Is Advertising the New Indicator for Emerging Markets?
Talk to investment gurus and they bandy about a litany of techno-babble for helping you invest.
But according to emerging markets expert Irwin Greenstein, for investors pursuing emerging markets, it may all come down to an indicator that’s far easier to understand: advertising.
If you read the Wall Street Journal of August 11, three stories clearly show you where the big bucks in advertising is going, why it’s going there, and what it could all mean to you.
A peek at advertising trends in Dubai, China and the U.S. fashion industry foretell an economic shift toward emerging markets — while a leak springs in the U.S. fountain of trickle-down economics
The Mideast Boom Town
Starting with Dubai, this Mideast boomtown is negotiating with international and local companies over naming rights for two dozen stations being built as part of Dubai’s new mass-transit system, according to the Journal.
For those of you unfamiliar with Dubai, it’s the newest hot spot (no pun intended) in the Persian Gulf for business, tourism and clubbing.
It has one of the largest concentrations of building cranes in the world. It consumes cement like a kid sucking up a Slurpee. The architectural marvels challenge the industrialized world with record-breaking builds such as the tallest, the greenest and the newest — including man-made islands that form palm trees and the Mother Earth.
Ask Joel Bowman
In short, Dubai is happening. (Just ask Joel Bowman, managing editor of Agora Financial’s Rude Awakening http://www.agorafinancial.com/
Dubai’s quest to build the most beautiful and modern cities in the world includes a new whizz-bang rail system. To help offset the estimated $4 billion in construction costs, the government is opening 23 of the 47 stops to corporate branding rights. This is prime advertising real estate: The Journal reports that much of the 45-mile rail system will be above ground, running parallel to Dubai’s main 12-lane highway.
As the Journal plays out the scenario, a rider on the new Dubai system might get off at the Citibank stop on the Nike line. Taking it a step further, if Coca-Cola were to win a station’s name, for example, it could block Pepsi ads from appearing at that station.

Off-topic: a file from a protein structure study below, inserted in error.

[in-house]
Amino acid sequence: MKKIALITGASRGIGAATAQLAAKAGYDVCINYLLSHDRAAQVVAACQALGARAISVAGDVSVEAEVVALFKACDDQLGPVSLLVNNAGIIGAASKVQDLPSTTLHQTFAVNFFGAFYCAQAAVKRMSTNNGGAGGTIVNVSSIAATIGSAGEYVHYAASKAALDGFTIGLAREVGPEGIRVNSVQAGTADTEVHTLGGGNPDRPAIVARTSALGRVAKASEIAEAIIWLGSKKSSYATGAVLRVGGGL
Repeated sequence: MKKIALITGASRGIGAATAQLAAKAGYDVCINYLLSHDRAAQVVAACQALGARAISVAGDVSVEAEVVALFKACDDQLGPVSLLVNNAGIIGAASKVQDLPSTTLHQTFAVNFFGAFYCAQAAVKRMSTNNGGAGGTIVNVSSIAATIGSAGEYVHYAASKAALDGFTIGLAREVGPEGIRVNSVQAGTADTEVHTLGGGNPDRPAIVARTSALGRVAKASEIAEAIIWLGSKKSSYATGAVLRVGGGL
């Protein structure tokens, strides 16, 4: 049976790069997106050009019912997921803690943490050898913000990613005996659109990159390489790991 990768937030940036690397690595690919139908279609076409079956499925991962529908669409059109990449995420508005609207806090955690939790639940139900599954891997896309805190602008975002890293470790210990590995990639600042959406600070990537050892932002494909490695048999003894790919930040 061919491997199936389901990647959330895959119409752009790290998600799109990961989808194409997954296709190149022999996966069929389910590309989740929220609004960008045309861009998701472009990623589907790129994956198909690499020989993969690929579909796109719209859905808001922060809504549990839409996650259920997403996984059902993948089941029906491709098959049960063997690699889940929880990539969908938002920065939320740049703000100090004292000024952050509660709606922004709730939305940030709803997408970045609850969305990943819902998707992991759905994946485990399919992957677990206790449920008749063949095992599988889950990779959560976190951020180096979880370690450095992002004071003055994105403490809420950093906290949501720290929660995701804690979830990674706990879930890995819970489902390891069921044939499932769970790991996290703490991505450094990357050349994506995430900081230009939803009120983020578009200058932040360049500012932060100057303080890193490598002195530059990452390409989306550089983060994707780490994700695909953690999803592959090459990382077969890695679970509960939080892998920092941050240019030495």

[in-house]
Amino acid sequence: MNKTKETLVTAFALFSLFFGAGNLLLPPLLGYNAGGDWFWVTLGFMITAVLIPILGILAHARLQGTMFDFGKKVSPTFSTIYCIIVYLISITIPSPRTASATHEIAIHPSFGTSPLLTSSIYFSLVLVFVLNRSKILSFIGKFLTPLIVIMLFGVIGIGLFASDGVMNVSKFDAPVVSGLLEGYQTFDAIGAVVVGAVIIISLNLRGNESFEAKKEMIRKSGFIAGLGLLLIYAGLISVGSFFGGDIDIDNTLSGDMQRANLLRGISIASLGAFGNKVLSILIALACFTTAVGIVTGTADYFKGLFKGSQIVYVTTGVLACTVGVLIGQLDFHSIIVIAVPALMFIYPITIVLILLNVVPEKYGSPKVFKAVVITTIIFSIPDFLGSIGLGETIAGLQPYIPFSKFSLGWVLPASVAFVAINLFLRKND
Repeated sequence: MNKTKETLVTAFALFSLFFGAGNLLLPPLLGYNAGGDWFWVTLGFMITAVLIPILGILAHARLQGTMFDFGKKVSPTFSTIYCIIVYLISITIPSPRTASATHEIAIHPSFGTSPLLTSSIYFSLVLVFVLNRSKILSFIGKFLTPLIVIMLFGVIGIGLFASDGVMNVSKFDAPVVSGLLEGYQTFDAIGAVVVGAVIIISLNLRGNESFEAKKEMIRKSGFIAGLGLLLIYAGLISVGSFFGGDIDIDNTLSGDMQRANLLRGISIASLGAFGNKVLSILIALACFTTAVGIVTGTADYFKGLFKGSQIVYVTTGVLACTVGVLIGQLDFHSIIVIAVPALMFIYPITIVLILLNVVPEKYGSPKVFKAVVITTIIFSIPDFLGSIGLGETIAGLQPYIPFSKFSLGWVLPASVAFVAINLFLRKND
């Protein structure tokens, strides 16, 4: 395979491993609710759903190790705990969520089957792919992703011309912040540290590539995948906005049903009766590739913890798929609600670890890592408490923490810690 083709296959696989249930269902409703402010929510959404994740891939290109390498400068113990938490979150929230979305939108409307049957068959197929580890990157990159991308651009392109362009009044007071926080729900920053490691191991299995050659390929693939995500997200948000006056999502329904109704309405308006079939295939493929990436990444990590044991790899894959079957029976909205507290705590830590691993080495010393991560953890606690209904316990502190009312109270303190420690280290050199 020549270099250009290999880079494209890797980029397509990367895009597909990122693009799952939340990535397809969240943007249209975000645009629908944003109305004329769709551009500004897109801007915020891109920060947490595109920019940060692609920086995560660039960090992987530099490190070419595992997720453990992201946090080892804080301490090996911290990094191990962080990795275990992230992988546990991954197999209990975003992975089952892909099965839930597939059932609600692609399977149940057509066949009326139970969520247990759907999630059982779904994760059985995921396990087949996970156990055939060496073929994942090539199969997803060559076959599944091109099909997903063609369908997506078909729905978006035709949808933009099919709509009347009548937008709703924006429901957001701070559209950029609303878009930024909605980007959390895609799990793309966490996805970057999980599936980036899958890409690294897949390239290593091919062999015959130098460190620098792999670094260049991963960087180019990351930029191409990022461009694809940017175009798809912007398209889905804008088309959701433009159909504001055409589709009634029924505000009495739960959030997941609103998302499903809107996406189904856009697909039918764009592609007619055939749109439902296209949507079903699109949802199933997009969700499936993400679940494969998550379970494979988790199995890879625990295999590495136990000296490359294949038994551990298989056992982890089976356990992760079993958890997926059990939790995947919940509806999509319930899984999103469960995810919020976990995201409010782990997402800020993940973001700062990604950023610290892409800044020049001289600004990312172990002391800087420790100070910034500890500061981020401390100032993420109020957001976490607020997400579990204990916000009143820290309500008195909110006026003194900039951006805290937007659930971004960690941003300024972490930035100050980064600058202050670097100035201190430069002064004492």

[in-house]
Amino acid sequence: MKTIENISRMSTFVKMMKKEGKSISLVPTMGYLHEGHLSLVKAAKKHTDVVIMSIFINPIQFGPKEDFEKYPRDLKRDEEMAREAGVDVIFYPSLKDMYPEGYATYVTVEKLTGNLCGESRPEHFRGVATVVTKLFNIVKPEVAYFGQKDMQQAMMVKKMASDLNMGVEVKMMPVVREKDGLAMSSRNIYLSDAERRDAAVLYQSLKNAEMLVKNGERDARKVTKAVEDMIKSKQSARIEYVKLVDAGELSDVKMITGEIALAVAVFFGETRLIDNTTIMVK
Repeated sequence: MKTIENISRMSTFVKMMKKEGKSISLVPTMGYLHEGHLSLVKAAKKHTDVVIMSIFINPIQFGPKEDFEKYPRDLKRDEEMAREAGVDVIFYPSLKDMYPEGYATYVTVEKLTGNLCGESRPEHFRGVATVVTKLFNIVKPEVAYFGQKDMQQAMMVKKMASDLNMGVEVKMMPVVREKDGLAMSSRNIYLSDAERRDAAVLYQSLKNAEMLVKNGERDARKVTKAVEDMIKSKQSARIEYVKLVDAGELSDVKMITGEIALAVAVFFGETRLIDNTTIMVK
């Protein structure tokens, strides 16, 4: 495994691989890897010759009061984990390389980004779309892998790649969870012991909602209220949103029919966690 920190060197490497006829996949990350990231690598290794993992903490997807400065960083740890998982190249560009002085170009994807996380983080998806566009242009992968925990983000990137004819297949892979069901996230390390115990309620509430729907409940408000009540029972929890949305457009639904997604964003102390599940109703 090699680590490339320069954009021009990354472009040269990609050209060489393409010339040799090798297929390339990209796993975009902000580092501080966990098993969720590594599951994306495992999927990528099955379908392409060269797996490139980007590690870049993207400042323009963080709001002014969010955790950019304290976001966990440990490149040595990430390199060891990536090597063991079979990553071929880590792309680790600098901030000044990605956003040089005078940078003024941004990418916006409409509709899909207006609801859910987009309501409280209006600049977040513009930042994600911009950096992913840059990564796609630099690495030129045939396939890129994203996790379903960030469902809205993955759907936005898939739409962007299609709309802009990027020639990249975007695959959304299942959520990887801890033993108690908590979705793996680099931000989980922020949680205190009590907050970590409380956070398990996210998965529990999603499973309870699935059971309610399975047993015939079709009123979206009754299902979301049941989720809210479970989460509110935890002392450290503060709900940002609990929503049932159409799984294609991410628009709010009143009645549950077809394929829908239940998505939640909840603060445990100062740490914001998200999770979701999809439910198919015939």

$200 Million for Dubai
The program could generate $200 million or more for Dubai each year if it proves successful.
In another logistics-related ad campaign, United Parcel Service, Inc. said it’s advertising only in China, a market the company calls “our next great frontier,” the Journal reported today.
UPS is the official Olympic sponsor of express and logistics services. It wants so parlay that deal into a branding program that reaches a new generation of Chinese entrepreneurs.
The UPS slogan in China is “If UPS can fully assist the Beijing 2008 Olympics, they can fully assist you.”
Not quite sure that association would here in the U.S. given our economic malaise, but it certainly plays into the Chinese sense of civic pride.
Could Take Off in the Near Future
Joseph Guerrisi, the Asia-based vice president of marketing, told the Journal that UPS aims to reach, among others, small- and medium-size Chinese companies that could take off in the near future, including businesses in the electronics, garment and pharmaceutical industries.
A recent survey by UPS identified a trend among the country’s growing affluent for a U.S. products ranging from beauty products to DVDs.
As ad and marketing dollars flow into emerging markets, the top U.S. fashion publications are seeing a cut in their revenues.
A Leak in Trickle-Down Economics
This clearly signals a leak in the White House’s trickle-down theory of economics. By granting tax cuts to America’s wealthiest, the Bush administration had boasted that more money would be spent on luxury items, hence creating a cascade effect down the economic food chain.
That may have been true while the markets were good and money was cheap. But using fashion advertising as an economic indicator, the trickle is drying up.
The September issues of hefty, glossy fashion and beauty magazines may become as anemic as the models between their sexed-up covers.
Condé Nast’s Vogue, Hearst’s Marie Claire and two-thirds of the 16 top fashion and beauty magazines by number of ad pages are smaller than a year ago, said the Journal.
The magazines’ core markets of luxury goods, clothing, jewelry and beauty products. Condé Nast has 18% fewer advertising pages, Vogue is down 7% and Hearst’s Cosmopolitan is 3.2% lighter.
Now bear in mind, this is the beginning of the big ad push leading up the holiday season. If you’re in the U.S. retail segment now, you may to consider putting your money elsewhere — maybe Dubai or China.
So while you read the Wall Street Journal, the Daily Reckoning and other financial stalwarts, check out AdWeek for additional market intelligence.